creating my own covers, I knew I didn’t have the patience or know-how or
programs to do them for others. I’m not a consistent blogger, so turning my
blog into a source of income stream wasn’t a good fit, either. 
But I’ve spent
my whole life reading stories out loud – to my siblings, to the kids on the
school bus (usually my own serial novels before I knew they were called that!
I’d write a new chapter each night and read it on the way to school the next
day), then to my children, and hopefully, one day soon, to my grandchildren.
I’m also quite comfortable behind a microphone, being a member of a very
musical family (we have a family band, aptly named “The Rowdy Doughtys), and we
already had much of the equipment I’d need to narrate from my home.
So my husband and I converted a closet in my office into a
sound booth, purchased a few pieces of equipment and software as we could
afford it, and now, almost a year later, I just completed my 19th
audiobook. I’ve had some wonderfully patient authors who have ridden the
learning curve with me, and I’m really beginning to find my groove with the
audiobooks. It’s a fairly simple thing to get into, but it requires a lot of
work to make the business successful, and a willingness to constantly look for
ways to produce better sound, better working relationships, better standards,
better voices, better interpretations.
I’m also learning to be selective about
material I narrate, not just based on content rating (I’ve labeled myself as a
“Clean Reads” narrator, something that is remarkably subjective in this
industry), but also based on the story itself, whether or not it’s something I
enjoy reading personally. My husband works alongside me in this business, and
he can tell when my heart isn’t in a project. He’s a good filter for me.
As the proverbial shoemaker whose children go barefoot, I
have yet to narrate one of my own books, but that’s a project I’m looking
forward to at the beginning of the year, starting with Elderberry Croft
and Elderberry Days.
Thank you, again, Heather, and all the Novel Rocket gang, for
having me here today. I’ve learned so much from what others share on this
website. Don’t forget! I’m gifting e-book copies of Elderberry Croft and
Elderberry Days to all who comment here from now until December 25th! Be sure and leave your email address and the format you prefer: pdf, mobi for Kindle, or epub. Merry Christmas, friends!

HG: Thank you so
much, Becky, and your giveaway just shows your heart of giving to others. Thank
you for all the time and encouragement you’ve given to me! And be sure to comment with your email to receive your e-book copies of Becky’s books!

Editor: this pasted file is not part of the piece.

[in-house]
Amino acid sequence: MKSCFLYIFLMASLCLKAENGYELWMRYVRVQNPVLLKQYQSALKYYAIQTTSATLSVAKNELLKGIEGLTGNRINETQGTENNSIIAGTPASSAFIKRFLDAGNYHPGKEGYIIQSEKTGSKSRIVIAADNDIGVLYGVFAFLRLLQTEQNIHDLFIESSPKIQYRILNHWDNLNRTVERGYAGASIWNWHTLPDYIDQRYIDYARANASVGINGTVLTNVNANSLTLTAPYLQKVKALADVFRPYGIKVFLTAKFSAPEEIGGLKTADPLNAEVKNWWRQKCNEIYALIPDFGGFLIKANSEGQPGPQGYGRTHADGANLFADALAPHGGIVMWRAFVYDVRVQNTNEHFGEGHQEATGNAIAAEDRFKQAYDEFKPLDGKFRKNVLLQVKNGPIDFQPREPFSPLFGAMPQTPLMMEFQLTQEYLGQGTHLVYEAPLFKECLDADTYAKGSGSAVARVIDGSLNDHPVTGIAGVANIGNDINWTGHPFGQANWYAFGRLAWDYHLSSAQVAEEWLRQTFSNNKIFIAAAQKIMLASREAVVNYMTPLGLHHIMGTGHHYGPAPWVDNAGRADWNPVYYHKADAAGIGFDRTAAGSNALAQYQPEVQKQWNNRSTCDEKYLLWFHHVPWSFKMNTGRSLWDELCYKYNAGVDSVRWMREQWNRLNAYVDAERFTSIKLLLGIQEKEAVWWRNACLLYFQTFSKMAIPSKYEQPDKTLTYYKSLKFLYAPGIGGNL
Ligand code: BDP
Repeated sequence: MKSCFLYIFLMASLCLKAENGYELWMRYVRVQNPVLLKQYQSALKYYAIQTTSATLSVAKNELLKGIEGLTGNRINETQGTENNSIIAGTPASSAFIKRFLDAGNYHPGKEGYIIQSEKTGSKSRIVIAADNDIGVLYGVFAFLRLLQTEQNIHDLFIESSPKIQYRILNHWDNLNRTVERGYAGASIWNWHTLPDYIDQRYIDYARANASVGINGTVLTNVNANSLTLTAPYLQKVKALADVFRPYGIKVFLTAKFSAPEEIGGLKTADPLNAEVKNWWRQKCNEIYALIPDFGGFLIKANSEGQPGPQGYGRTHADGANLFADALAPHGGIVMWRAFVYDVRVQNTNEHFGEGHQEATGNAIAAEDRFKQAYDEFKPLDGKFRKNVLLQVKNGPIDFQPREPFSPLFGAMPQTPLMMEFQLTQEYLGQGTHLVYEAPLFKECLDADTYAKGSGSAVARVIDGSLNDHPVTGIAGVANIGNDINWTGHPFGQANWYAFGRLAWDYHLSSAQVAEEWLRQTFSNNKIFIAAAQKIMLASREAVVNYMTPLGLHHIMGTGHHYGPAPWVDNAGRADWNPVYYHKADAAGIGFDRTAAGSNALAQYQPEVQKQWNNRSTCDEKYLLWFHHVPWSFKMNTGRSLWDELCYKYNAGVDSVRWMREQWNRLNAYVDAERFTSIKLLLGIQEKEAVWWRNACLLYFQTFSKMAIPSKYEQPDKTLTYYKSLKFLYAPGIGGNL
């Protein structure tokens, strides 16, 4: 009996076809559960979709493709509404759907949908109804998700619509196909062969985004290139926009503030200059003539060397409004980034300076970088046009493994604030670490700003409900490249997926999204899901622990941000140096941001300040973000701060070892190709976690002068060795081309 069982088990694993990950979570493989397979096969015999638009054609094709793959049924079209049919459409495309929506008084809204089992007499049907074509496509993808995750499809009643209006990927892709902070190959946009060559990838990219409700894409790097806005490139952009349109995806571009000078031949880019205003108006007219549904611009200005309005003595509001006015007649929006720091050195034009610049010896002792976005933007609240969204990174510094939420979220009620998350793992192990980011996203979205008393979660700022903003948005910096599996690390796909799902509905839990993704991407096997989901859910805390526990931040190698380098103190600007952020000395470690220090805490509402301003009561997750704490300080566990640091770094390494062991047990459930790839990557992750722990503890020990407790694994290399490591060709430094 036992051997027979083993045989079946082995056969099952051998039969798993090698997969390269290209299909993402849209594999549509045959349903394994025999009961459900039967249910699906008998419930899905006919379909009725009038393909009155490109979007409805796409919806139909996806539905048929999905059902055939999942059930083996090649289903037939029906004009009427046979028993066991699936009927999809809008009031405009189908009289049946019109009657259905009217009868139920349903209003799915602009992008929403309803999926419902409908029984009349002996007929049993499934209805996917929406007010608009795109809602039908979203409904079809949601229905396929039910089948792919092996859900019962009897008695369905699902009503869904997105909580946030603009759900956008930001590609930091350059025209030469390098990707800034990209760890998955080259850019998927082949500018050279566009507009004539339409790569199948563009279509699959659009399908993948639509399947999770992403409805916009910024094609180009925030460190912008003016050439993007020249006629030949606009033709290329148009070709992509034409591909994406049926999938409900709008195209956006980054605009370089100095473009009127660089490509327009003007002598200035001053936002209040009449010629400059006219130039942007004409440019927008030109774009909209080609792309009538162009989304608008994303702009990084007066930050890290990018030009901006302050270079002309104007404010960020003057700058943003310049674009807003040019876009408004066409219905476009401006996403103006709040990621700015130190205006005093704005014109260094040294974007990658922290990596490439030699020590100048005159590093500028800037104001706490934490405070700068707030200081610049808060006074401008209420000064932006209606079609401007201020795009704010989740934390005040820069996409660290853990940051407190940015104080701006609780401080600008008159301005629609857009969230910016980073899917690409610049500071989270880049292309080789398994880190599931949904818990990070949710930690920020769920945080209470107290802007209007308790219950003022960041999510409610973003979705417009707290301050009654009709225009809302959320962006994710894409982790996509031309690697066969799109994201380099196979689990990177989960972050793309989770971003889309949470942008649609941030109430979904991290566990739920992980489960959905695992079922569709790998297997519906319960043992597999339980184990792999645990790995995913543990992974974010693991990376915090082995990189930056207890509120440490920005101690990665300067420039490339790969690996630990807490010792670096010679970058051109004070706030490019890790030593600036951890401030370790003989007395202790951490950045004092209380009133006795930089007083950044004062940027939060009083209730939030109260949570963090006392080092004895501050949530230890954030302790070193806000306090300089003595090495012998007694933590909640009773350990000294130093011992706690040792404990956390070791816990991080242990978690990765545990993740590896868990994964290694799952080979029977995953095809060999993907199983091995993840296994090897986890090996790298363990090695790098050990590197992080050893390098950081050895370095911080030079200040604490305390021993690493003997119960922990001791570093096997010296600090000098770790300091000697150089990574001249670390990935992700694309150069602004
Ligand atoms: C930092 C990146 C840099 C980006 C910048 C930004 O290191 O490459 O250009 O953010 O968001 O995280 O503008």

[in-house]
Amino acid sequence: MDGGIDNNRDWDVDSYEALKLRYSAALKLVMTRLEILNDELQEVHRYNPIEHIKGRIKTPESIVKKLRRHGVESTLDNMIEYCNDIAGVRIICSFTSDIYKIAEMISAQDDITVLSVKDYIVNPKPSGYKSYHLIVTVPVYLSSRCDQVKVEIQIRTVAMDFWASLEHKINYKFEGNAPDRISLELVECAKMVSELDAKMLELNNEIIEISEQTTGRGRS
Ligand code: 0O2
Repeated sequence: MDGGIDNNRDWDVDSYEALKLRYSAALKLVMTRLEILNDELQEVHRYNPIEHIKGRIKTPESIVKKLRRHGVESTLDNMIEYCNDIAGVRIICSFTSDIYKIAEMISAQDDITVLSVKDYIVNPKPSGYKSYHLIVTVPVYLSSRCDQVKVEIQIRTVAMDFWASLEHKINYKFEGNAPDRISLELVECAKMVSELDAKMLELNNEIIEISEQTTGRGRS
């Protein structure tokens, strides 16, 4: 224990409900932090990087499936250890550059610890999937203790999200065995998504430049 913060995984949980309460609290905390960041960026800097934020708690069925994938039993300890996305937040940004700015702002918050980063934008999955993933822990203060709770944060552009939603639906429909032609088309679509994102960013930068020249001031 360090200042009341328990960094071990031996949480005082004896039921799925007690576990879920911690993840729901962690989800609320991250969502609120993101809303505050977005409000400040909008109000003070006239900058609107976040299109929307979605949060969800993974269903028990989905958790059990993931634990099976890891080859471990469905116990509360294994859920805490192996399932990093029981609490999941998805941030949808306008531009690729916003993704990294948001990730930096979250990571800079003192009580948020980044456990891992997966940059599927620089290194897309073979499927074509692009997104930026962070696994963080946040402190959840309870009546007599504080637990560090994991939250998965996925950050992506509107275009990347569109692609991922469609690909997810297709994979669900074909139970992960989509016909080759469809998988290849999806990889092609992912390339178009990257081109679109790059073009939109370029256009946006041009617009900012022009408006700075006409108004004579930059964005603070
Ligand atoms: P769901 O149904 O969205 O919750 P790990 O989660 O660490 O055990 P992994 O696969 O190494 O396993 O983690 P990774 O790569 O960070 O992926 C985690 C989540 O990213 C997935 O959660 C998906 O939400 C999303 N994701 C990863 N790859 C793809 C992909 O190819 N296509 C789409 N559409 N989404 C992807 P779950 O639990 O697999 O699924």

The Reality of an Author’s Legacy – What We Will Leave Behind

Ramona Richards

Pam Meyers here
with my monthly post. This month, I’m honored to have guest poster, Ramona
Richards, Senior Acquisitions Editor-Fiction at Abingdon Publishing, share a
behind-the-scenes look at a new release from Abingdon , Scarlett Says
by Julie L. Cannon.

 


The Reality of an Author’s Legacy – What 
We Will Leave
Behind
By Ramona Richards

Julie L. Cannon
Julie L. Cannon
cared, deeply, about many things. Her family. Her God. Her art. In fact, she
cared so much for God and the depth of her faith that she refused to take them
out of her art. This cost Julie far more than many people realized, as she
turned from releasing best-selling books with mainstream publishers to books
written from her heart for the Christian market.
For instance, long
before Nashville became a hit show, helping to turn the city into one of
America’s “it” places to be, there was Twang, Julie L. Cannon’s
delicious love song to the city. It’s a book I’m extremely proud to have
edited. I’m also honored to have played a small part in its creation—in 2011, I
squired Julie and her husband, Tom, around the city. I got her into the
Bluebird Café so she could describe it accurately, fed her and Tom barbecue,
and walked with them through some of the city’s landmarks. We toured the Opry
House, and I requested that she include the effects of Nashville’s May 2010
flood in the book.
We had a blast,
and I was astonished at how much energy she had, how far she and Tom could walk
in a single evening, exploring Nashville’s downtown streets. And I still have
the umbrella she left in my car when she and Tom headed back to Georgia.
Accuracy was
important to Julie, whether she was writing about the heart of a singer or a
young woman on the brink of changing her life. This was the topic of her second
book for Abingdon, Scarlett Says. We talked about the nature of a woman
trapped behind her computer screen and the steps it would take for her to
emerge, finding hope for love and new opportunities. Julie’s research into
social anxiety issues wound deep, and her heart broke at some of the anguish
she found. She wanted that on the page.
On August 31,